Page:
Ever wondered how to warm up your tires according to best practices? It’s a question often asked in connection with motorcycle racing tires. In the same way that you might find out how best to install and use your OEM ATV parts and products, it’s a great idea to find out how to properly warm up your tires whether you’re testing a new set or getting ready to race.
Before you even get on your bike, it’s a good idea to grasp basic concepts. Here are a few pointers to get you on track with tire warming:
- First, understand that warming up your tires contributes to your ability to get up to speed efficiently on the track or course. It also helps you to get to know how they feel and perform once they’re up to temperature.
- Bear in mind that treaded or road tires will not take as long as racing slicks to heat up. Many manufacturers make racing tires of a hard compound that can take more effort to warm up.
- Heat the rear tires first. Regardless of tire type, experts recommend heating the rear tires first. This keeps you in understeer mode, which is preferable to oversteering when the tires haven’t yet provided their greatest grip.
Acceleration and Braking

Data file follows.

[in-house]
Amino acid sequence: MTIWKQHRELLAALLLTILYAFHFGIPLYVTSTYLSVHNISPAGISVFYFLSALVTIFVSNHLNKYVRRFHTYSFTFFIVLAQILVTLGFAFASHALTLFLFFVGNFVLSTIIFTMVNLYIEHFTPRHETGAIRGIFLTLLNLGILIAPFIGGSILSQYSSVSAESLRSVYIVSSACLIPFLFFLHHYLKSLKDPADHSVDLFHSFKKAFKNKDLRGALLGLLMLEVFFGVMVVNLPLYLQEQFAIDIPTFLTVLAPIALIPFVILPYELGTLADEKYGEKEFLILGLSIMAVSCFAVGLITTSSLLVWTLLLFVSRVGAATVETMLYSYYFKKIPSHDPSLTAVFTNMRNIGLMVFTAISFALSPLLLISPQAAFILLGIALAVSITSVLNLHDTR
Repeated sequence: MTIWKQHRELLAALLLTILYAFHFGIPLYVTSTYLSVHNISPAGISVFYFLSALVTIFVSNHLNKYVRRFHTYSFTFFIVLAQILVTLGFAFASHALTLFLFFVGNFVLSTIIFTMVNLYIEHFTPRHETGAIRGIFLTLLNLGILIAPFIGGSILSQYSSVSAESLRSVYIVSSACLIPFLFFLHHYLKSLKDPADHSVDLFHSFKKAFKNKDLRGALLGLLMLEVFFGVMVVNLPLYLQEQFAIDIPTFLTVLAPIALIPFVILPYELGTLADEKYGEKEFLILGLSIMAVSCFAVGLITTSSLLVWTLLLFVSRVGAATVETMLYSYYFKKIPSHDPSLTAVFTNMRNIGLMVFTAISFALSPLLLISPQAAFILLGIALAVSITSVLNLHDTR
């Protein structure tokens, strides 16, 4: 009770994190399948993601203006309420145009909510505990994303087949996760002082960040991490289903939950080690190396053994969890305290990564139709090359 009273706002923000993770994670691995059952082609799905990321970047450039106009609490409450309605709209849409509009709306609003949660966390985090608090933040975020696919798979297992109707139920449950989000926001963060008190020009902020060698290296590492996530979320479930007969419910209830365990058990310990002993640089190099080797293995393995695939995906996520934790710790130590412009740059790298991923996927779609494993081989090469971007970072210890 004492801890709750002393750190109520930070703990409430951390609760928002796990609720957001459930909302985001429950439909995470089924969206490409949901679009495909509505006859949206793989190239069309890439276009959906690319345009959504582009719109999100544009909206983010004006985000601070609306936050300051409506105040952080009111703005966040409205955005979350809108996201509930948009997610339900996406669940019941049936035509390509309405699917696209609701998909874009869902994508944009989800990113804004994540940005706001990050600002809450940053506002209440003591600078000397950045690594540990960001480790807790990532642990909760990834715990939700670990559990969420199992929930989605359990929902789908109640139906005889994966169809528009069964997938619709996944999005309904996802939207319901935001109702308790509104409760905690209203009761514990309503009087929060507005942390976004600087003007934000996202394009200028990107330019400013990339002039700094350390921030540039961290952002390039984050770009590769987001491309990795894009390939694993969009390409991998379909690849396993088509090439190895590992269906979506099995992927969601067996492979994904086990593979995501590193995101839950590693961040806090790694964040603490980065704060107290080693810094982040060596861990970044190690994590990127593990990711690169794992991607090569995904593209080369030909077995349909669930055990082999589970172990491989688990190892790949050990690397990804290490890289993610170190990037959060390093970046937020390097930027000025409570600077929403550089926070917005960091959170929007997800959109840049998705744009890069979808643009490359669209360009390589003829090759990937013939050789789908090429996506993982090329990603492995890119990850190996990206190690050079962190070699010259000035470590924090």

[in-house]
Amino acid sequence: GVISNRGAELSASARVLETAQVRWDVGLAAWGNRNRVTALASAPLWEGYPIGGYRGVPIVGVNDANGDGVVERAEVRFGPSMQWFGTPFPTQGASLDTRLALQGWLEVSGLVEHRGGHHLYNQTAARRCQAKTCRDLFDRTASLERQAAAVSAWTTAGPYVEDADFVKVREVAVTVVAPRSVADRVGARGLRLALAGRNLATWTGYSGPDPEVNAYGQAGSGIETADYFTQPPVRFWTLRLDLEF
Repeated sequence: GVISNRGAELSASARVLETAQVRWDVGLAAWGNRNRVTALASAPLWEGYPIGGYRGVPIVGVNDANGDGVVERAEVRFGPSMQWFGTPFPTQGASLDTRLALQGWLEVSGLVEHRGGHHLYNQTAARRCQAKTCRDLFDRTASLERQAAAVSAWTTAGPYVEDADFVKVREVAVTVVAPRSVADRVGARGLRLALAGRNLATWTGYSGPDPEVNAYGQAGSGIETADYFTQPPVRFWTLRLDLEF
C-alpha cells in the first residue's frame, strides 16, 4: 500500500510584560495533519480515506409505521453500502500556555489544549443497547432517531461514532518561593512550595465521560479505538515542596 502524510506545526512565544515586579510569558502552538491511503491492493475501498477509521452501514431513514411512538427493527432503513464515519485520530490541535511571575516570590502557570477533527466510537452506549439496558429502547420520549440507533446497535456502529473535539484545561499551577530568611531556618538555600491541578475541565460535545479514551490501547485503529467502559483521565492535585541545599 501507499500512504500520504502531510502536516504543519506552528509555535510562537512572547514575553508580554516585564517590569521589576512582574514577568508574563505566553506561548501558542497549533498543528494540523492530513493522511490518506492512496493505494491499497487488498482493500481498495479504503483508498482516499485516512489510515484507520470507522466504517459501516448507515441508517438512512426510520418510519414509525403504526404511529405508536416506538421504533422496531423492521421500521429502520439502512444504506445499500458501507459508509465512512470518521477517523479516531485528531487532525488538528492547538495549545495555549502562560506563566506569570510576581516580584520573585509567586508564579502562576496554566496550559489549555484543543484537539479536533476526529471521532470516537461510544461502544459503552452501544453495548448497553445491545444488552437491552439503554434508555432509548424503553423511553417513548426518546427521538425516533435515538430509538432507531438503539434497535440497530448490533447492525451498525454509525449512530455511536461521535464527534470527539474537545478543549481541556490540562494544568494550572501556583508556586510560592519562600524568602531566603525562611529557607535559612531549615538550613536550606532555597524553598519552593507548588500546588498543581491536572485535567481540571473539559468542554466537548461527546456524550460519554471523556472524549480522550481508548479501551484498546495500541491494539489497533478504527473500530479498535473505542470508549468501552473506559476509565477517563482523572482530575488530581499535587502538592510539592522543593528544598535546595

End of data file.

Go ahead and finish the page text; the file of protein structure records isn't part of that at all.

While weaving on a track or course used to be a favored method to warm up tires, today’s best practice is for the rider or racer to apply strong acceleration and braking force while sitting upright in the saddle. These actions better warm up the tire’s carcass, which then transfers heat to the tread compound.
It can take a few laps before a cold tire gets up to peak performance temperature. While that’s a time investment, it usually pays to make the time. The alternative is suffering a cold tear in which the rubber cracks and you risk sliding out. Happily, if you don’t have the time or inclination to take a warm-up ride, you can always invest in tire warmers, the electric blankets of the powersports world.
Typically favored by professional and amateur track riders and racers, tire warmers are accessories that allow you to prepare your tires without even firing up your bike. Experts recommend you apply them for an hour, heating not only the tire tread but also the carcass and sidewalls.
Warm rubber is happy rubber. Sticky and flexible, warm rubber means your tires can better adjust to the road surface and provide improved contact. Today’s composite compounds often take longer to get to temperature. A good rule of thumb – literally! – is not only for your tire surface but also your wheel to feel a little more than hand warm.
Looking for more resources and products to add to your tire-warming toolkit? Browse Powersports retailers’ websites. Search for “motorcycle tires near me,” and you’re bound to generate a list of results that includes tire warehouses, specialists and shops. Many of these retail outlets will carry not only tires and tire-warming products but also everything from OEM ATV parts to riding gear, tools and accessories.